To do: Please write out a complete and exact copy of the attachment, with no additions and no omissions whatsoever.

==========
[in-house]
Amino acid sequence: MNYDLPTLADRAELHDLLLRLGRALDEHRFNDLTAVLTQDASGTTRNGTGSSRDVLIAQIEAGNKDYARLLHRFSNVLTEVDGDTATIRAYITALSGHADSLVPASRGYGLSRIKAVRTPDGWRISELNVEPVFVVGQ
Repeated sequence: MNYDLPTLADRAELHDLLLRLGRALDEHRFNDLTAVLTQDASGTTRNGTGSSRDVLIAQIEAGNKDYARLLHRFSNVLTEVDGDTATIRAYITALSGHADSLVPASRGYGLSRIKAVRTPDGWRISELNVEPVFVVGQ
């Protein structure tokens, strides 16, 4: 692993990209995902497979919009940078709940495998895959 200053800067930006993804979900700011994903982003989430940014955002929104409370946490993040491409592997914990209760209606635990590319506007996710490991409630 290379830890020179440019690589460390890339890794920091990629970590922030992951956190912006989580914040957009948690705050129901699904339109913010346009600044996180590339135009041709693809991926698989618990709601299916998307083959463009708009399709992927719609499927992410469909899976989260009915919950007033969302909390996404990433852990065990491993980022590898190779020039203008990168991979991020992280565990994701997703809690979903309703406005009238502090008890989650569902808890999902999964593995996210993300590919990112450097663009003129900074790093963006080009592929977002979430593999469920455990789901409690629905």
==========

[in-house]
Amino acid sequence: MNYDLPTLADRAELHDLLLRLGRALDEHRFNDLTAVLTQDASGTTRNGTGSSRDVLIAQIEAGNKDYARLLHRFSNVLTEVDGDTATIRAYITALSGHADSLVPASRGYGLSRIKAVRTPDGWRISELNVEPVFVVGQ
Repeated sequence: MNYDLPTLADRAELHDLLLRLGRALDEHRFNDLTAVLTQDASGTTRNGTGSSRDVLIAQIEAGNKDYARLLHRFSNVLTEVDGDTATIRAYITALSGHADSLVPASRGYGLSRIKAVRTPDGWRISELNVEPVFVVGQ
């Protein structure tokens, strides 16, 4: 692993990209995902497979919009940078709940495998895959 200053800067930006993804979900700011994903982003989430940014955002929104409370946490993040491409592997914990209760209606635990590319506007996710490991409630 290379830890020179440019690589460390890339890794920091990629970590922030992951956190912006989580914040957009948690705050129901699904339109913010346009600044996180590339135009041709693809991926698989618990709601299916998307083959463009708009399709992927719609499927992410469909899976989260009915919950007033969302909390996404990433852990065990491993980022590898190779020039203008990168991979991020992280565990994701997703809690979903309703406005009238502090008890989650569902808890999902999964593995996210993300590919990112450097663009003129900074790093963006080009592929977002979430593999469920455990789901409690629905």